In 1965the Roman Catholic Church’s Second Vatican Council commission on marriage voted overwhelmingly to recommend that the church rescind its ban on artificial contraception, saying that it was not “intrinsically evil” (see Jan 28)
Florida’s funding restored
August 18, 2016: U.S. District Judge Robert Hinkle permanently blocked parts of a Florida law that had aimed to cut off state funding for preventive health services at clinics that also provide abortions.

                Hinkle had issued a preliminary order in June after state Planned Parenthood affiliates challenged provisions as unconstitutional. The June order had come just before the restrictions were to take effect.

                “The preliminary injunction is made permanent with this order,” Hinkle wrote in a three-page decision.

                The judge had found the clinics were unacceptably targeted by state efforts to eliminate funding for other healthcare services they also provided, such as Women’s Health and screening for cancer and sexually transmitted diseases. (BC, see Dec 14; F, see February 18, 2017)

BLACK HISTORY

James H Meredith

August 18 Peace Love Activism

August 18, 1963: Meredith received his bachelor of arts degree in political science and thus became the first African-American alumnus in the 115-year University’s history. (BH, see Aug 20; Meredith, see September 8, 1965)
South Africa and Olympics
August 18, 1964: the International Olympic Committee barred South Africa from participating in the Summer Olympics due to the country's Apartheid policy. The nation would not be reinstated until 1992. (see June 16, 1976)
Steve Biko

August 18 Peace Love Activism

August 18, 1977: in South Africa police arrested Steve Biko [headed the Black Consciousness Movement and was the country’s best known political dissident] and Peter Jones at Grahamstown. (see Sept 11)
August 18 Peace Love Activism

George H.W. Bush

August 18, 1988: the Republican National Convention in New Orleans nominated George H.W. Bush for President and Dan Quayle for Vice President.

AIDS

see Ryan White for full story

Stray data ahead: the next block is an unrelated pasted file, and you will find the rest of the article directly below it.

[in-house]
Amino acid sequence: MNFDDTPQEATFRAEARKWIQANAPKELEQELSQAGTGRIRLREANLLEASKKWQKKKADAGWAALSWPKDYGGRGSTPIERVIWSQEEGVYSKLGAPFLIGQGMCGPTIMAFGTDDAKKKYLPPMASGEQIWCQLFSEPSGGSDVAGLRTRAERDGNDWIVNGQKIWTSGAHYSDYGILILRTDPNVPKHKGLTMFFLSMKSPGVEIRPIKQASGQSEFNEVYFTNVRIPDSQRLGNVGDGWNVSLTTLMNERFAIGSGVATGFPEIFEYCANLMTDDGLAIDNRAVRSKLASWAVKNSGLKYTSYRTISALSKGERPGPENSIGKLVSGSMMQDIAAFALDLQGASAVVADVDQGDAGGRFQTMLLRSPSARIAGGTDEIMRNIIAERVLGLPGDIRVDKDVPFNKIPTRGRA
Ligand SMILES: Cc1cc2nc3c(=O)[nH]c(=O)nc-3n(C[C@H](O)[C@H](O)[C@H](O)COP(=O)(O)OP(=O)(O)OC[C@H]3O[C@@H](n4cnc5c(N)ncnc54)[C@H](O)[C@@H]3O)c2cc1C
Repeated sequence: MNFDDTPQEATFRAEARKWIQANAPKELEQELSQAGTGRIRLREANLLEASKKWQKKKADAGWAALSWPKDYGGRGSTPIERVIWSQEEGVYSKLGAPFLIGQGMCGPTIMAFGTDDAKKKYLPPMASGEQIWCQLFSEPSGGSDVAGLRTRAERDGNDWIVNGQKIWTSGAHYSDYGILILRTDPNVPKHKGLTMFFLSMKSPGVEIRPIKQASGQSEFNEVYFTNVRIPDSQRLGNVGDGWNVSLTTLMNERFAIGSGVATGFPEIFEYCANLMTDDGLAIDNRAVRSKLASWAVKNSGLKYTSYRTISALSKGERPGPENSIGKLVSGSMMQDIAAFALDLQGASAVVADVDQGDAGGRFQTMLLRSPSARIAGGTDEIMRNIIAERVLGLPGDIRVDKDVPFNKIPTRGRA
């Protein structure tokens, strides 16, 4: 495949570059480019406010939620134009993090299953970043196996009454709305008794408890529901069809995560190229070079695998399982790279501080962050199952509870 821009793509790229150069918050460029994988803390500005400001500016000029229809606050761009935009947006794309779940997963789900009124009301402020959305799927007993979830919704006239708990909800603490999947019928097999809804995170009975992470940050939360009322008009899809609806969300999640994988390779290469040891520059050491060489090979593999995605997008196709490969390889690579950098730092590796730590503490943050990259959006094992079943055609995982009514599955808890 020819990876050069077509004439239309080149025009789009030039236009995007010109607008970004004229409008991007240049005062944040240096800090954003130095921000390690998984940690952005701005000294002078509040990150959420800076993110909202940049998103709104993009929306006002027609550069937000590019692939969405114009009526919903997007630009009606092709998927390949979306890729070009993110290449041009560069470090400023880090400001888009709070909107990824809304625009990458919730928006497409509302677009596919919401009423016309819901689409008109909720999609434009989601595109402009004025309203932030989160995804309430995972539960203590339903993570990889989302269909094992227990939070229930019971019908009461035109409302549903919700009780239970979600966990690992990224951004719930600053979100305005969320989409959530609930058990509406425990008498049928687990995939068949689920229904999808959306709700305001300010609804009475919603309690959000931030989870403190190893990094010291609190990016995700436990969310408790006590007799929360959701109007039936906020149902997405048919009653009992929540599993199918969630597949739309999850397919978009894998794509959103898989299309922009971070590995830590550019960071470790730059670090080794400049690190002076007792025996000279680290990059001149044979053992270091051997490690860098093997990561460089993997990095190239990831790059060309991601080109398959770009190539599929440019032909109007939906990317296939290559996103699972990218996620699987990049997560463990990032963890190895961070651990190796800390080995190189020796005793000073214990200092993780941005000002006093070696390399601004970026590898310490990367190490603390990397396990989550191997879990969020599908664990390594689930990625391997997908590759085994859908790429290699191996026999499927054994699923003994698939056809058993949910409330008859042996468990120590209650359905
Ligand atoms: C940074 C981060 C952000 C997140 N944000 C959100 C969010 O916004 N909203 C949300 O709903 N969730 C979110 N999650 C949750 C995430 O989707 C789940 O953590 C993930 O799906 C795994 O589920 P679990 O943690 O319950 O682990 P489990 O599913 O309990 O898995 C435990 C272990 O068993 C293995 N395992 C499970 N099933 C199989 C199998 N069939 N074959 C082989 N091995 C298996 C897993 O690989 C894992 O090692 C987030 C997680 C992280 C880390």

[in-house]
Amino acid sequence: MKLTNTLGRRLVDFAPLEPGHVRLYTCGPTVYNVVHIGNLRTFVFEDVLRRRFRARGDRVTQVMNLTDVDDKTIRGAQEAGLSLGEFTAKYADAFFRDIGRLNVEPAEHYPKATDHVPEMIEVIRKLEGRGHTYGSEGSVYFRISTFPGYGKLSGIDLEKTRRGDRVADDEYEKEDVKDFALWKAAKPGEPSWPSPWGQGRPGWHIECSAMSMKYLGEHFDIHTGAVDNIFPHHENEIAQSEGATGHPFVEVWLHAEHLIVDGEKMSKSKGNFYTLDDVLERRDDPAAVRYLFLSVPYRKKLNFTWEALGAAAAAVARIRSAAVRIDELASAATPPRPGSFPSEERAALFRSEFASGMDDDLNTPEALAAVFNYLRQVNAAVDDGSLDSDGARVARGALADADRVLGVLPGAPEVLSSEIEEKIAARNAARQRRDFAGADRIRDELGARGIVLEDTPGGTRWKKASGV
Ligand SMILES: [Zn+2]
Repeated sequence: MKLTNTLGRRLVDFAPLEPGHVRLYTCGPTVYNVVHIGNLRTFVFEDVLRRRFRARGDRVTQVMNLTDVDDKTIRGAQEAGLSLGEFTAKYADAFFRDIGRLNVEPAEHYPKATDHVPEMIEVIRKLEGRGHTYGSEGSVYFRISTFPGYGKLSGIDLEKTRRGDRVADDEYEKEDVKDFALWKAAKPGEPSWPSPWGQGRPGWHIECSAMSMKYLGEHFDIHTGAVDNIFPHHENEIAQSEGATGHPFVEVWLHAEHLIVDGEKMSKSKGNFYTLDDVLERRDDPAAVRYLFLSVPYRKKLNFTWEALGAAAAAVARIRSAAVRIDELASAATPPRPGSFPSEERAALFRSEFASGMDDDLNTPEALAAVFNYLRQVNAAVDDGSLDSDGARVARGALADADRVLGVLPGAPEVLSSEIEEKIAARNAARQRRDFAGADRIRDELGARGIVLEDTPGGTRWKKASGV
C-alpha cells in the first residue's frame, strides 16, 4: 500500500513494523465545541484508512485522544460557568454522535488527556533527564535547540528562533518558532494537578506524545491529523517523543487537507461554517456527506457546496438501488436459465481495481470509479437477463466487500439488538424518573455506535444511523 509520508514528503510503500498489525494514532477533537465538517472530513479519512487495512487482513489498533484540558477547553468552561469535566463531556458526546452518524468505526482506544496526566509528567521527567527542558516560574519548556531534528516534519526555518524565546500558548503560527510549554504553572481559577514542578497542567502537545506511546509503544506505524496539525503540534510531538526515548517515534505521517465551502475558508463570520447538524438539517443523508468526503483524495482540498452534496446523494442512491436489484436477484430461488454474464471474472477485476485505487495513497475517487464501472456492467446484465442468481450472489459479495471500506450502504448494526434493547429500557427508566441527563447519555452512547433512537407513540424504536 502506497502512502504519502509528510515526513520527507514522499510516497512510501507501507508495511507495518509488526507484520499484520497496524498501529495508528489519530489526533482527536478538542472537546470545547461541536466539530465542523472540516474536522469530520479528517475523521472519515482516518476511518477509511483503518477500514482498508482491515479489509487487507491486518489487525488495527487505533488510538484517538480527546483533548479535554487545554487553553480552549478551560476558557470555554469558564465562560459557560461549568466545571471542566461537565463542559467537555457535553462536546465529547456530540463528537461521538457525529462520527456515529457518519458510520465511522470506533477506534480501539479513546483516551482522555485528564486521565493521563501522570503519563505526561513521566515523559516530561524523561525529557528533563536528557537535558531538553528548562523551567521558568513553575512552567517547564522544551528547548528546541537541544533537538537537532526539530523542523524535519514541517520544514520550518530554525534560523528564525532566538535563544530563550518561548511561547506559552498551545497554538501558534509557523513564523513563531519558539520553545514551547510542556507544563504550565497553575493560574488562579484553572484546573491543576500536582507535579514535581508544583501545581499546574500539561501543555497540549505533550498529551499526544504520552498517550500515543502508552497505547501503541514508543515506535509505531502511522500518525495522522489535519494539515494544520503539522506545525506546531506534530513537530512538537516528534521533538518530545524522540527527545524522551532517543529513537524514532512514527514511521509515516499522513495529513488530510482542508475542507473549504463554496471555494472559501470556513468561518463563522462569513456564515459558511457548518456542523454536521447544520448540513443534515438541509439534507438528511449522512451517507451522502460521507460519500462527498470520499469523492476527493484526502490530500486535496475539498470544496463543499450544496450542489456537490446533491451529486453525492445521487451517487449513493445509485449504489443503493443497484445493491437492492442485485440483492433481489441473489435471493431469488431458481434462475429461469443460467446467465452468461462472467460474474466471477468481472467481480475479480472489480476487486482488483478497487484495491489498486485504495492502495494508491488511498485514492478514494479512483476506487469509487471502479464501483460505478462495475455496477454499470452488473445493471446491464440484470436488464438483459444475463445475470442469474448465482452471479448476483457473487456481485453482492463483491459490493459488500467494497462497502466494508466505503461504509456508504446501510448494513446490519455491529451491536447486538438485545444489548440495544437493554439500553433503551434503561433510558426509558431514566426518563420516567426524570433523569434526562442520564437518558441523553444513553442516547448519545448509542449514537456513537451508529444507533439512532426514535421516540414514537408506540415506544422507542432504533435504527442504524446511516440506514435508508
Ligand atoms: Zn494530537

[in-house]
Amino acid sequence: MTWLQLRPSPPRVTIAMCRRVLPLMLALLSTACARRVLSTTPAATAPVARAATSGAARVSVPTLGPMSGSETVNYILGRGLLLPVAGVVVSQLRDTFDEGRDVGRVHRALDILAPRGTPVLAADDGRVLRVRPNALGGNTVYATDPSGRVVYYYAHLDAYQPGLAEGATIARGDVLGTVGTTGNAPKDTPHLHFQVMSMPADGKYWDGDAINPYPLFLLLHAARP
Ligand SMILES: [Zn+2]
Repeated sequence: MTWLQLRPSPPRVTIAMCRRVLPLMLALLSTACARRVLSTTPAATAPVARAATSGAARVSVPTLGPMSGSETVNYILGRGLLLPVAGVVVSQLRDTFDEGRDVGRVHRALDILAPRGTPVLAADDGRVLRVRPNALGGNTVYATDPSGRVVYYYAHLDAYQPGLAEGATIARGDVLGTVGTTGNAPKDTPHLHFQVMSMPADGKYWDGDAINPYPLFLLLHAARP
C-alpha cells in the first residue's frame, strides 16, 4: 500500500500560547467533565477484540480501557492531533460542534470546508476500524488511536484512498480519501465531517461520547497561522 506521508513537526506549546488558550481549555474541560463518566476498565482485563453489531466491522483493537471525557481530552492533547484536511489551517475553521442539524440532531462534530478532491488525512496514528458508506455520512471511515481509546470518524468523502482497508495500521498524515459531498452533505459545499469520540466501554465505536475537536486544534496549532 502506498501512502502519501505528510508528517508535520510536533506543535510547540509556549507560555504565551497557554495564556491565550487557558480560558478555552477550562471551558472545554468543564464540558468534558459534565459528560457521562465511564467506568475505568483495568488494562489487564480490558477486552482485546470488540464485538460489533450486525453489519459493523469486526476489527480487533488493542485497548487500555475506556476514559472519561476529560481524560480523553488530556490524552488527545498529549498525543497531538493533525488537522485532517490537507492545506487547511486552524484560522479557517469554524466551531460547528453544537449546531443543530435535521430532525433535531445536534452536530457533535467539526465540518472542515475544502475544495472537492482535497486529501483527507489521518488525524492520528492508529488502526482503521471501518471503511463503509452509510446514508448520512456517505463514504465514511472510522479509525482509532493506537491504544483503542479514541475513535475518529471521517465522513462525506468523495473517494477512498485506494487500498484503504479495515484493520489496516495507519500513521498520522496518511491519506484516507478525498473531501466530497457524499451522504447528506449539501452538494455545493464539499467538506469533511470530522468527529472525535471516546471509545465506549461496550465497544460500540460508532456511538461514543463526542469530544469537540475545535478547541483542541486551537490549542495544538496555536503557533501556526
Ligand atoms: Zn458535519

August 18, 1990: President George Bush signed the Ryan White Care Act, a federally funded program for people living with AIDS. (first Ryan White entry, see December 9, 1971) 
Visual AIDS

August 18 Peace Love Activism

In 199 the New York-based Visual AIDS, adopted the red ribbon as a symbol of awareness and compassion for those living with HIV/AIDS. (AIDS, see December 3, 1992 ; LGBTQ, see July 29, 1992)
Rowan County Clerk Kim Davis
August 18, 2016: U.S. District Court Judge David Bunning dismissed three lawsuits filed against Kentucky's Rowan County Clerk Kim Davis for refusing to issue marriage licenses to gay couples last year.

Couples who were denied licenses filed the federal lawsuits claimed a violation of civil rights.

Bunning issued an order dismissing the lawsuits. Bunning noted that last January Gov. Matt Bevin signed an order removing names of county clerks from marriage licenses, and that the General Assembly later passed legislation which creates a new marriage license form that does not require the county clerk's signature. (see Sept 12)

César E. Chávez

August 18 Peace Love Activism

August 18, 2000: César Chávez Day established when California Governor Gray Davis signs into law SB 984, authored by Senator Richard Polanco, D-Los Angeles. The day of service is celebrated on March 31.(see Nov 12, 2000)

Iraq War I

August 18, 2010:  the final U.S. combat troops in Iraq crossed the border into Kuwait. 4,487 American troops had died. (see Aug 31)